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What is electrocauterization?

Electrocauterization is a routine surgical procedure. A surgeon or doctor uses electricity to heat tissue in order to:

  • prevent or stop bleeding after an injury or during surgery
  • remove abnormal tissue growth
  • prevent infection

Why is electrocauterization used?

The treatment has a number of uses.


A surgeon may use this technique to cut through soft tissue during surgery so they can gain access to a particular site. Electrocauterization allows your surgeon to seal off blood vessels that are bleeding during surgery. Sealing off blood vessels helps prevent blood loss and keeps the site clean.

Tumor removal

This method is sometimes used to remove abnormal tissue growth, such as a tumor. This approach is common for growths located in sensitive areas that are difficult to reach, such as your brain.

Nasal treatment

If you get frequent nosebleeds, they’re likely being caused by an exposed blood vessel in your nose. Your doctor may recommend this type of treatment even if your nose isn’t bleeding at the time you seek medical advice.

Wart removal

This technique is frequently used to treat genital warts or warts on other areas of the body. Wart removal usually only requires one treatment.

How do you prepare for electrocauterization?

No special preparation is needed for this procedure. In the case of excessive bleeding, your doctor may take a blood sample to test for anemia or a clotting disorder. Frequent nosebleeds are one example of excessive bleeding.

Several days before your surgery, your doctor may tell you to stop taking blood-thinning medications such as:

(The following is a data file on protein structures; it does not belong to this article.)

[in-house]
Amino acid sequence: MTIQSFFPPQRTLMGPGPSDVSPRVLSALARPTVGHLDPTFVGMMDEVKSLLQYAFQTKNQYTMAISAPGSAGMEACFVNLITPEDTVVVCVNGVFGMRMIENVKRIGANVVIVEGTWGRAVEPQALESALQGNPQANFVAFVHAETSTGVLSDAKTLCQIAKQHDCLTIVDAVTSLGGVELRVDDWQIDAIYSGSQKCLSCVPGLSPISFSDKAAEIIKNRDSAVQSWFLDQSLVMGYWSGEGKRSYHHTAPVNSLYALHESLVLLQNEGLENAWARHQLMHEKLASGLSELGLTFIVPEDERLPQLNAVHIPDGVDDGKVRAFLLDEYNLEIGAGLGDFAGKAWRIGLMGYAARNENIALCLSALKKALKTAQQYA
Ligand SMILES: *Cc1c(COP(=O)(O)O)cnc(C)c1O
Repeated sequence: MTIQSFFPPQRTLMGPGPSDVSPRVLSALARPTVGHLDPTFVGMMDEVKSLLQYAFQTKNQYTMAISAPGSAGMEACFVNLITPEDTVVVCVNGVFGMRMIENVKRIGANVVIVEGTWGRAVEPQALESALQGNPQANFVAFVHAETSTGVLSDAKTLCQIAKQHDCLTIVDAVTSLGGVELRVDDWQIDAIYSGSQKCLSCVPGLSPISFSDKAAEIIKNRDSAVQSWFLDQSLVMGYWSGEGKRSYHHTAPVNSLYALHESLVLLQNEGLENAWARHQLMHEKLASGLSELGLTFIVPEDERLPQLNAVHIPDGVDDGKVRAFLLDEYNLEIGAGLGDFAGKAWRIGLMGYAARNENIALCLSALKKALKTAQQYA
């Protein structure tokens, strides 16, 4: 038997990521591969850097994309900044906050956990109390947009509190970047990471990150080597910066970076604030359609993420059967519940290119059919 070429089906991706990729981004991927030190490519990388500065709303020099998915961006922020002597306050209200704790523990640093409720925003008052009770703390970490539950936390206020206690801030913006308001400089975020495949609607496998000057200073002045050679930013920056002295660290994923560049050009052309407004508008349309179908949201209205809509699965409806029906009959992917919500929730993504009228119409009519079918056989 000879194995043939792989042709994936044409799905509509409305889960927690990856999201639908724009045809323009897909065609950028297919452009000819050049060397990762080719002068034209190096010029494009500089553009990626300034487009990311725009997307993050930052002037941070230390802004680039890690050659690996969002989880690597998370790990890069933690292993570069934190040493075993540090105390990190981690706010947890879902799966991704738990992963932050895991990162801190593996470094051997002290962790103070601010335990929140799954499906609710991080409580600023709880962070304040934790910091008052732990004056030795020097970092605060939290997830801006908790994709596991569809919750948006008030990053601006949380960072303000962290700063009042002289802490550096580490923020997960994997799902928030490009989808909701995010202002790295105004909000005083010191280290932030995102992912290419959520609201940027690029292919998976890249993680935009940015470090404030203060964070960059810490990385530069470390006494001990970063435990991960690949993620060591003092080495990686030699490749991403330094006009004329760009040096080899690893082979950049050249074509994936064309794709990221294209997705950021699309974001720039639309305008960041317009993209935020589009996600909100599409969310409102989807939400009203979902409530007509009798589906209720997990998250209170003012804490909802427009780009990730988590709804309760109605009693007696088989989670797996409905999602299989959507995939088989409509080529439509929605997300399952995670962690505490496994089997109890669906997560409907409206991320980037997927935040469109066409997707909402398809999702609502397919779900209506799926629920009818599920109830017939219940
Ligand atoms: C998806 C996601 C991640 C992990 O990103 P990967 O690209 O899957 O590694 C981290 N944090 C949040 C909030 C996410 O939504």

• aspirin
  • ibuprofen (Advil, Motrin)
  • warfarin (Coumadin)

the doctor will tell you not to eat or drink anything after midnight the night before your procedure. You should also try to avoid smoking on the days leading up to your surgery.

What are the risks of electrocauterization?

The treatment itself has minimal risks. Risks of electrocauterization may include:

  • slight bleeding
  • infection; your doctor may give you antibiotics to reduce this risk
  • pain or mild discomfort; your doctor may prescribe you pain medication for after the procedure

Tell your doctor if you have a pacemaker or prosthetic joint before undergoing this treatment.

Risks of anesthetics

Most healthy people don’t have any problems with general anesthesia. However, there’s a small risk of long-term complications. These risks largely depend on your general health and the type of procedure you’re undergoing.

Some factors that may increase your risk of complications include:

  • medical conditions involving your lungs, kidneys, or heart
  • the family history of adverse reactions to anesthesia
  • sleep apnea
  • obesity
  • allergies to food or medications
  • alcohol use
  • smoking
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